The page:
April and May 2020 employment law decisions
No attorney’s fees available for meal and rest break cases.
May 21, 2020, Second District Court of Appeal, Raquel Betancourt v. OS Restaurant Services, LLC: The trial court awarded Ms. Betancourt over $280,000 in attorney fees for meal and rest break violations. The court of appeal reviewed the attorney’s fees statute for actions based on nonpayment of wages and prior decisions that meal and rest break violations are not actions for nonpayment of wages. The appellate court rejected Ms. Betancourt’s contention that the case was based on a failure to pay earned wages because the claims asserted were the meal and rest violations and wage statement and waiting time penalties.
Time to present a claim under the Government Claims Act is not subject to equitable tolling or continuing violation doctrine.
May 12, 2020, Fourth District Court of Appeal, James Willis v. City of Carlsbad: The trial court struck certain actions taken by the City of Carlsbad from Mr. Willis’s complaint on grounds they were outside of the six-month period prior to Mr. Willis presenting a claim under the Government Claims Act. Mr. Willis contended that the actions should have remained in his case. The court of appeal rejected Mr. Willis’s “equitable tolling” argument because the time to file a Government Claims Act is not a statute of limitations subject to equitable tolling. The appellate court also determined that the continuing violation doctrine did not apply because Mr. Willis was on notice more than six months before he presented his Government Claims Act claim that any further efforts to end the alleged unlawful conduct would be futile in light of the City of Carlsbad’s denials of transfer and promotion.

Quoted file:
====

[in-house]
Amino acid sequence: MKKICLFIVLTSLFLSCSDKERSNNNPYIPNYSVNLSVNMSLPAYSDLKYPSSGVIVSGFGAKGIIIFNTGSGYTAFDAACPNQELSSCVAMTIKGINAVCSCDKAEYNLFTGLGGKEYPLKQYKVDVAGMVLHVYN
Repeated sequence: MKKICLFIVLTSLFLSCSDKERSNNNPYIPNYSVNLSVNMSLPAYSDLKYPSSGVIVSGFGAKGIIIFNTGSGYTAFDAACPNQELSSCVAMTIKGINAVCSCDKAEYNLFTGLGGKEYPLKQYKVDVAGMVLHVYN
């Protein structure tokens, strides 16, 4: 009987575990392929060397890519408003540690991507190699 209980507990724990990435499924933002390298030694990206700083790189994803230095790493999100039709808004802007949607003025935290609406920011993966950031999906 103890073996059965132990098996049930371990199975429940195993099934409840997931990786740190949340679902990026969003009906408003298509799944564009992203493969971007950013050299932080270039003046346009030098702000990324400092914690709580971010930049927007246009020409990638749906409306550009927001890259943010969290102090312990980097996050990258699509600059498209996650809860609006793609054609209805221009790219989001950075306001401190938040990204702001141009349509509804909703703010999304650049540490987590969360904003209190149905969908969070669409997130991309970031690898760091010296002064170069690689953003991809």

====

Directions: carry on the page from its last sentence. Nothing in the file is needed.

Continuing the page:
Wrongful termination claim arising from termination for refusing an extortion attempt based on fraud.
May 6, 2020, First District Court of Appeal, John Galeotti v. International Union of Operating Engineers Local No. 3: The trial court dismissed Mr. Galeotti’s wrongful termination claim (demurrer). The court of appeal reversed after deciding that Mr. Galeotti’s allegations that his employer fired him for not succumbing to an extortion attempt (threat of termination if he did not make a $1,000 contribution to a political campaign) sufficiently describes an alleged violation of public policy (extortion laws). The appellate court also determined that Mr. Galeotti’s allegations that his employer terminated him after mispresenting that the contribution would be used for an election campaign (when it was used for personal use) implicates the public policy against defrauding a person of money.
Punitive damages award affirmed but reduced.
April 29, 2020, Fourth District Court of Appeal, Stephen Colucci v. T-Mobile USA, Inc.: A jury awarded Mr. Colucci $5 million in damages in this workplace retaliation case, including $4 million for punitive damages. The court of appeal determined that there was evidence supporting the jury’s finding that a managing agent of T-Mobile—meaning someone who exercised substantial discretionary authority over decisions that determine corporate policy—engaged in oppression or malice. The appellate court pointed to a district manager responsible for managing nine retail stores and 100 employees who had independent authority to hire or fire employees and over daily store operations. The Fourth District determined that the jury could reasonably infer from the evidence that the district manager became angered by Mr. Colucci’s complaints and decided to concoct a reason for termination knowing that Mr. Colucci was in a weak physical and mental state. Finally, the court of appeal determined that T-Mobile’s conduct warranted imposition of punitive damages but the reprehensibility of conduct was in the low to moderate range of wrongdoing. Therefore, it decided that a punitive damages award equal to 1.5 times that of the compensatory damages aware of $1,020,042 was appropriate.